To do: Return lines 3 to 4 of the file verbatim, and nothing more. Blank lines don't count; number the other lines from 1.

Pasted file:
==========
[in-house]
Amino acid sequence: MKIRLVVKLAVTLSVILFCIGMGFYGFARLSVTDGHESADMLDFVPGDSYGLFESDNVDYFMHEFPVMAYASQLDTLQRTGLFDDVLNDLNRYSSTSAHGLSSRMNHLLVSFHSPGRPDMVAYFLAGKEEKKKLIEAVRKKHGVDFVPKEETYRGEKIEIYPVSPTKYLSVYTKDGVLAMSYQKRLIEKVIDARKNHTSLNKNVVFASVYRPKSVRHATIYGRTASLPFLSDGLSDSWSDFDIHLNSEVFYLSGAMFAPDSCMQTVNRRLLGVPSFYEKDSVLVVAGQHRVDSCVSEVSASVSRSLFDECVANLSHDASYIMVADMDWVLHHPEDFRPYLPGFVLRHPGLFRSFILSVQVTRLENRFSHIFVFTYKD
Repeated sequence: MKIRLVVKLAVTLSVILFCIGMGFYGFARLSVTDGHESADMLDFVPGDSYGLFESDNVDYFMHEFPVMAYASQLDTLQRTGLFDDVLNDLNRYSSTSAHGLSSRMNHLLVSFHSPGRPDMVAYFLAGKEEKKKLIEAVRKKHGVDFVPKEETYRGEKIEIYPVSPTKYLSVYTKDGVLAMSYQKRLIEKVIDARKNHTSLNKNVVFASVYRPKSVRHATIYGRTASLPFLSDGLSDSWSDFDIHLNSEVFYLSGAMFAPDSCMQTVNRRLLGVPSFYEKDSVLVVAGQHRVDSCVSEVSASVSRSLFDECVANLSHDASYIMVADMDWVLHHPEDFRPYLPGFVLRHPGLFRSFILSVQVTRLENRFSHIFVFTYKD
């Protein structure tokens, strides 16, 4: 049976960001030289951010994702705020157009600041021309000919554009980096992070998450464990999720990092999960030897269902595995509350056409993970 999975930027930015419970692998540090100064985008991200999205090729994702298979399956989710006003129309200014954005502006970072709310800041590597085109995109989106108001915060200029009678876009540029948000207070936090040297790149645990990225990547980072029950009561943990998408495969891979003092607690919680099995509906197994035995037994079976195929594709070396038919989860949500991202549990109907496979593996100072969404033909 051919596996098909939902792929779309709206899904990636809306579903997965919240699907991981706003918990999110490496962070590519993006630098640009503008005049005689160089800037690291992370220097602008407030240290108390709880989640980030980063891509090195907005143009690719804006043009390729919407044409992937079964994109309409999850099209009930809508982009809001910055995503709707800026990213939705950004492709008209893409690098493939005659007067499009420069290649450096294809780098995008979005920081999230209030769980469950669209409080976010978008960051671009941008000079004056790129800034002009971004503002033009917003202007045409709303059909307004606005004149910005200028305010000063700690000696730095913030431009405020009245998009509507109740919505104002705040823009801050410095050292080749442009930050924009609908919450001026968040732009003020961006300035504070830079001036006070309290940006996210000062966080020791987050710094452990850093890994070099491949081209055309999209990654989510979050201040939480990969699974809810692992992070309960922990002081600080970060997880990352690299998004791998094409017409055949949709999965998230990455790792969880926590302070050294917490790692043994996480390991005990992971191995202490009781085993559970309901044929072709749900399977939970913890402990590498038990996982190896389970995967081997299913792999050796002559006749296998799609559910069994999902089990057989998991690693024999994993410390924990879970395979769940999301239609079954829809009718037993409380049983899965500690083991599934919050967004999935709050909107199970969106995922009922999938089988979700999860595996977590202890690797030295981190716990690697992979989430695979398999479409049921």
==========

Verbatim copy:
Repeated sequence: MKIRLVVKLAVTLSVILFCIGMGFYGFARLSVTDGHESADMLDFVPGDSYGLFESDNVDYFMHEFPVMAYASQLDTLQRTGLFDDVLNDLNRYSSTSAHGLSSRMNHLLVSFHSPGRPDMVAYFLAGKEEKKKLIEAVRKKHGVDFVPKEETYRGEKIEIYPVSPTKYLSVYTKDGVLAMSYQKRLIEKVIDARKNHTSLNKNVVFASVYRPKSVRHATIYGRTASLPFLSDGLSDSWSDFDIHLNSEVFYLSGAMFAPDSCMQTVNRRLLGVPSFYEKDSVLVVAGQHRVDSCVSEVSASVSRSLFDECVANLSHDASYIMVADMDWVLHHPEDFRPYLPGFVLRHPGLFRSFILSVQVTRLENRFSHIFVFTYKD
């Protein structure tokens, strides 16, 4: 049976960001030289951010994702705020157009600041021309000919554009980096992070998450464990999720990092999960030897269902595995509350056409993970 999975930027930015419970692998540090100064985008991200999205090729994702298979399956989710006003129309200014954005502006970072709310800041590597085109995109989106108001915060200029009678876009540029948000207070936090040297790149645990990225990547980072029950009561943990998408495969891979003092607690919680099995509906197994035995037994079976195929594709070396038919989860949500991202549990109907496979593996100072969404033909 051919596996098909939902792929779309709206899904990636809306579903997965919240699907991981706003918990999110490496962070590519993006630098640009503008005049005689160089800037690291992370220097602008407030240290108390709880989640980030980063891509090195907005143009690719804006043009390729919407044409992937079964994109309409999850099209009930809508982009809001910055995503709707800026990213939705950004492709008209893409690098493939005659007067499009420069290649450096294809780098995008979005920081999230209030769980469950669209409080976010978008960051671009941008000079004056790129800034002009971004503002033009917003202007045409709303059909307004606005004149910005200028305010000063700690000696730095913030431009405020009245998009509507109740919505104002705040823009801050410095050292080749442009930050924009609908919450001026968040732009003020961006300035504070830079001036006070309290940006996210000062966080020791987050710094452990850093890994070099491949081209055309999209990654989510979050201040939480990969699974809810692992992070309960922990002081600080970060997880990352690299998004791998094409017409055949949709999965998230990455790792969880926590302070050294917490790692043994996480390991005990992971191995202490009781085993559970309901044929072709749900399977939970913890402990590498038990996982190896389970995967081997299913792999050796002559006749296998799609559910069994999902089990057989998991690693024999994993410390924990879970395979769940999301239609079954829809009718037993409380049983899965500690083991599934919050967004999935709050909107199970969106995922009922999938089988979700999860595996977590202890690797030295981190716990690697992979989430695979398999479409049921």